The largest abortion provider in Texas is moving to New Mexico as Mississippi’s lone clinic prepares to close

Whole Women’s Health launches a GoFundMe for moving costs as clinics shutter across US in the wake of the Supreme Court’s decision to strike down abortion rights

Alex Woodward
New York
Wednesday 06 July 2022 18:11 BST
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The largest independent abortion provider in Texas will close its four clinics in the state and move to New Mexico in the wake of the US Supreme Court’s decision to strike down constitutional protections for abortion care.

Texas is among more than a dozen states that have outlawed abortion in nearly all instances following the court’s ruling to overturn the constitutional right to an abortion affirmed by the 1973 decision in Roe v Wade and 1992’s Planned Parenthood v Casey, which the court’s conservative majority overturned in a landmark decision on 24 June.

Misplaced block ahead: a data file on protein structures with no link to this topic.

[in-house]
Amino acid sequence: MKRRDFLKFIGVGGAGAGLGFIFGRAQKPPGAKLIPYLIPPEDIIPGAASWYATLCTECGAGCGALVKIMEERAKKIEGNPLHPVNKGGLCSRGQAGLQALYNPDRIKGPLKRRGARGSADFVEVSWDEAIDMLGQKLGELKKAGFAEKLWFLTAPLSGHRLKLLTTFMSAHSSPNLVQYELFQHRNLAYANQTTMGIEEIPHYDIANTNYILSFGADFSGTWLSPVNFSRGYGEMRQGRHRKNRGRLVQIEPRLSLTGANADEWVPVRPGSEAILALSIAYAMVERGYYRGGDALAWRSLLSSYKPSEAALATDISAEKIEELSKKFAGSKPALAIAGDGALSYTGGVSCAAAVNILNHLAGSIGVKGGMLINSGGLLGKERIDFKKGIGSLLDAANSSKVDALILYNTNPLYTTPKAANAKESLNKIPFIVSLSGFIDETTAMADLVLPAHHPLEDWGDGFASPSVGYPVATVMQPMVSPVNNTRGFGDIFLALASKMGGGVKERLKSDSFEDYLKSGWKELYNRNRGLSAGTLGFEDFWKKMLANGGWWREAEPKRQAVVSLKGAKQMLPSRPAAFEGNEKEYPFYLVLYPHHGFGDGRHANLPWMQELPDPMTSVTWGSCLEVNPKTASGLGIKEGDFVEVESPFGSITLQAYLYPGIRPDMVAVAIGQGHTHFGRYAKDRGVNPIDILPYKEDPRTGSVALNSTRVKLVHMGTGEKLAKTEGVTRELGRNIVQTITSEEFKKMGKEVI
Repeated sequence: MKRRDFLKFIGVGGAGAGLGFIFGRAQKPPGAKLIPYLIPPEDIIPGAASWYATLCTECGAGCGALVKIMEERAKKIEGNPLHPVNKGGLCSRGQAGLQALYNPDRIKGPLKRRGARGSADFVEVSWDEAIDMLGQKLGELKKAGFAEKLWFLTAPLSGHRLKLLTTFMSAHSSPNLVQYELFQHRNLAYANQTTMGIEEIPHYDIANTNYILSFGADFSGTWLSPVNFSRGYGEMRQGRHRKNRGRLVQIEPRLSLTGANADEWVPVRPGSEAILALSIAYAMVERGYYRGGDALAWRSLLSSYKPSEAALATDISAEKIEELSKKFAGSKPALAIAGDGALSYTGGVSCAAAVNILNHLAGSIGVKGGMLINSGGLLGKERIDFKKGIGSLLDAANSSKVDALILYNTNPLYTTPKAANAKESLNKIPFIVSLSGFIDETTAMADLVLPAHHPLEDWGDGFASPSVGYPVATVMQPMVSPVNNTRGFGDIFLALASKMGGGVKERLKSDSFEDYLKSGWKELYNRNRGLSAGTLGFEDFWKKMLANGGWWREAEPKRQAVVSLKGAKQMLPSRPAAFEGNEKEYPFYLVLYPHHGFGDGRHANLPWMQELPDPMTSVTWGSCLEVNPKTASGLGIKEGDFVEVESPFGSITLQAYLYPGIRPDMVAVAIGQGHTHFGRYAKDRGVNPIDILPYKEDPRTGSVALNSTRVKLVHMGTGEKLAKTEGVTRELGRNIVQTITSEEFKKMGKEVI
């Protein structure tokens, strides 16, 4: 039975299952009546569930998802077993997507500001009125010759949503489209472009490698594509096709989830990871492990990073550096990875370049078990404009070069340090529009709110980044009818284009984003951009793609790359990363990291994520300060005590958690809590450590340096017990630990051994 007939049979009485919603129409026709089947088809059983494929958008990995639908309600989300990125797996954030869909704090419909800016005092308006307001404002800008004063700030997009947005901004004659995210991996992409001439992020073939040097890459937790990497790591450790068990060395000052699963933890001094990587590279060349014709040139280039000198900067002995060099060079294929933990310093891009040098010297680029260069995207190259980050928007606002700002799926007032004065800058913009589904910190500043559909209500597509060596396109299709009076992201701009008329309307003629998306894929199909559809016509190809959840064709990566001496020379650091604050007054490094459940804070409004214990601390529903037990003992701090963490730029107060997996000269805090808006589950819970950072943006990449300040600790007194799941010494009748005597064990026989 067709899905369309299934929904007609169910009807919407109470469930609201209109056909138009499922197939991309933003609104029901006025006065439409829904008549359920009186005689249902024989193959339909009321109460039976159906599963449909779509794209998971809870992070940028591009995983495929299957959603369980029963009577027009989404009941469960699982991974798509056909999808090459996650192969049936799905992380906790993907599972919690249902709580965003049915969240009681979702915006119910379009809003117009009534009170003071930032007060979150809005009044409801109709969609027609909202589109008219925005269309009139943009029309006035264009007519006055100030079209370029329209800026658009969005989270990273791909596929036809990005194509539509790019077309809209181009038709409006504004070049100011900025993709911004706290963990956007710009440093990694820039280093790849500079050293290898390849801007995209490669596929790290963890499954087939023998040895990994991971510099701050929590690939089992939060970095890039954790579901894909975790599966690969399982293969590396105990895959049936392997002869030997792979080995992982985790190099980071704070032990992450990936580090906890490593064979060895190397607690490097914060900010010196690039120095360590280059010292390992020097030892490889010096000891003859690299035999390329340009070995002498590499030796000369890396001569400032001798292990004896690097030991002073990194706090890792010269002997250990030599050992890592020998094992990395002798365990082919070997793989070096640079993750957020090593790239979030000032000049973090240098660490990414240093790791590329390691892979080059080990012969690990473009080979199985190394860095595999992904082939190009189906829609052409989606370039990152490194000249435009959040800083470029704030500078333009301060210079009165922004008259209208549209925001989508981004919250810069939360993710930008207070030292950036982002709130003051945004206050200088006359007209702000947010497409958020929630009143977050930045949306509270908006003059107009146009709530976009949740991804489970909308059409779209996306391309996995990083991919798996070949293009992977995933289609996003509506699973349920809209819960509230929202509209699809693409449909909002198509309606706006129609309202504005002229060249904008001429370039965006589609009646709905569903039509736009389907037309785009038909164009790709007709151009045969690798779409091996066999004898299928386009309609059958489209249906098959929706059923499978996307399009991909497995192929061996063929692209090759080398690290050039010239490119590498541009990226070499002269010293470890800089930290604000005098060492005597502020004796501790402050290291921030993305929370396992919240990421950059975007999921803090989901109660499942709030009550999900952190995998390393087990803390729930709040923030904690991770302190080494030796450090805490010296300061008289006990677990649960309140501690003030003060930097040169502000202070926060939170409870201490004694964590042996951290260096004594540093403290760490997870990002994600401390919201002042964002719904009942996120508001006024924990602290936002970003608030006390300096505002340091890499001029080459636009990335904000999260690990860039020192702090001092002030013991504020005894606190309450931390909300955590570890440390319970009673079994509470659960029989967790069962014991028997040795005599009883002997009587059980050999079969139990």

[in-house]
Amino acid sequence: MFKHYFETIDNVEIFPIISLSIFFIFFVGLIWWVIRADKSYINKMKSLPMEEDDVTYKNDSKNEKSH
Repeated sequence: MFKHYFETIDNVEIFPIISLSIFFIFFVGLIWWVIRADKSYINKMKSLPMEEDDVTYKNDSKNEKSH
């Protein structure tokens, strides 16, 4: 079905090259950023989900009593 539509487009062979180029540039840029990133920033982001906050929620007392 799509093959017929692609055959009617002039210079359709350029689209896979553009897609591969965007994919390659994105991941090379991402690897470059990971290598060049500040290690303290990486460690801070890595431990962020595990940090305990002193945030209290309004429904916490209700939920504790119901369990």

Mississippi’s sole remaining abortion clinic – which was at the centre of the Supreme Court case – is also preparing to close its doors.

The clinic run by Jackson Women’s Health Organization, known as the “Pink House”, will close on 7 July following a state court decision to deny a request to temporarily freeze a so-called “trigger” law that outlaws nearly all abortions in the state.

Whole Women’s Health in Texas has launched a GoFundMe to help with its moving costs to open its location in New Mexico, where providers are likely to see an influx of patients traveling from states across the South and Midwest that have ended legal abortion care.